The dry corridor in Guatemala is one of the 10 most vulnerable areas to climate change in the world. Malnutrition is becoming an endemic problem and along with poverty, is driving migration. Rotary Oakland's project is called Adapting Family Agriculture to Climate Change Through Youth Leadership in Rabinal Guatemala. We've done a pilot project so we know we have a positive impact. It's a culmination of a decade of work developing the capacity of a local youth education organization Voces y Manos to help address an existential community problem.
We've taught 3 indigenous, Maya-Achi speaking youth as agricultural technicians who train 250 family farms (1250 people) helping them adapt to climate change which is consistently destroying their traditional crop, maize, due to lack of rain in growing season. Farmer training focuses on implementing sustainable agricultural practices that improve productivity, income, nutrition, and increase climate resilience. Practices include adoption of soil and water conservation techniques, diversification of land parcels, reforestation, and use of organic fertilizer to restore degraded soil and improve crop yields. These agro-ecological practices have been scientifically proven to enhance climate resilience by substantially improving the water retention capacity of soil. They are also culturally appropriate to the local community, and therefore more likely to be sustained than exogenous practices. To improve household income, a primary strategy will be the introduction of locally appropriate commercial crops which are resistant to the drying effects of climate change, as well as vaccination of poultry and larger livestock to ensure their survival. Growing a diversity of fruits, vegetables, and commercial crops with local demand-as documented in the community assessment-can contribute to improved economic well-being and nutrition. Skills and strategies learned will allow participants and local community leaders with whom we work to continue practicing sustainable agriculture methods, increasing their resilience to climate change, and thereby improving families' economic conditions.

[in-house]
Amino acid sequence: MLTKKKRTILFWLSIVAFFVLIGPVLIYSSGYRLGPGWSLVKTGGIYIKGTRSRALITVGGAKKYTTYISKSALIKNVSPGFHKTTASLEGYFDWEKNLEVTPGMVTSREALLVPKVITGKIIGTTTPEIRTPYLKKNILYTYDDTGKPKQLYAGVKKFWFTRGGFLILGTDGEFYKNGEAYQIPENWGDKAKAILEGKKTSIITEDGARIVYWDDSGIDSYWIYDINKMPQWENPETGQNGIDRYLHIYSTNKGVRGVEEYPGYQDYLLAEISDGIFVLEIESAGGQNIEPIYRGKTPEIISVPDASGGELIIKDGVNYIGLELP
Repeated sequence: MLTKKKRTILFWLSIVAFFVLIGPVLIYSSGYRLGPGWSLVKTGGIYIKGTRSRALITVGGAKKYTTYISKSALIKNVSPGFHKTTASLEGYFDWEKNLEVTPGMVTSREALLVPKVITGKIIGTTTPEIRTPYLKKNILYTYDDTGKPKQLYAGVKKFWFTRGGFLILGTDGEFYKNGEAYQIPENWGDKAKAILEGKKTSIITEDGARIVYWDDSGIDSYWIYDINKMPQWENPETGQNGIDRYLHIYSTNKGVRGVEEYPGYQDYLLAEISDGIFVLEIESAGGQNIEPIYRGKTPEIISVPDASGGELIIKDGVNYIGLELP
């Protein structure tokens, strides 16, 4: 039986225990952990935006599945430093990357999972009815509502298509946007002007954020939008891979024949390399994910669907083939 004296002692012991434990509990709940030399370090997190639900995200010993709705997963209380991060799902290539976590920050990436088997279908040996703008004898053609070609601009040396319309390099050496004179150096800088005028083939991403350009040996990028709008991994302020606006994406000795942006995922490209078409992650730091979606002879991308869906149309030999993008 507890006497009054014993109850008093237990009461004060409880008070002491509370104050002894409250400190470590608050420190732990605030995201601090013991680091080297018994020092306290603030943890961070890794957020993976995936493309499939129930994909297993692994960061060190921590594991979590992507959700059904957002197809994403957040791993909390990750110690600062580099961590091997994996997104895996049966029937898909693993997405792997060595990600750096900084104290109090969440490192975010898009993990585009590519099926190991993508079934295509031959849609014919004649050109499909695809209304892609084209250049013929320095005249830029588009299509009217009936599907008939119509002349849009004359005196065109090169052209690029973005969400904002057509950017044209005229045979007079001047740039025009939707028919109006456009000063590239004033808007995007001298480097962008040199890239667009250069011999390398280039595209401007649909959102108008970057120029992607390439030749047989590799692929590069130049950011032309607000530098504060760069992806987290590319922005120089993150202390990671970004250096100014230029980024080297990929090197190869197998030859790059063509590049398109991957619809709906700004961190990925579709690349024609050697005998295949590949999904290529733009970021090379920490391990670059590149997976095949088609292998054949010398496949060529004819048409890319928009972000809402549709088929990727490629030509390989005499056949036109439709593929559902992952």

This is the perfect Rotary project utilizing indigenous young people, edcucated over a decade with Rotary help to a dress an existential problem within their local communities. Please see the uploaded summary and budget.
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Additional Contribution (not matched by The Rotary Foundation)
Note: as of July 1, 2015 there is a 5% additional support fee for cash contributions. This fee does not appear in the financials above because it does not apply if the funds are sent directly to the project account (without going through TRF, and therefore without Paul Harris credit). Clubs sending their cash contribution to TRF must be aware they will have to send an additional 5%.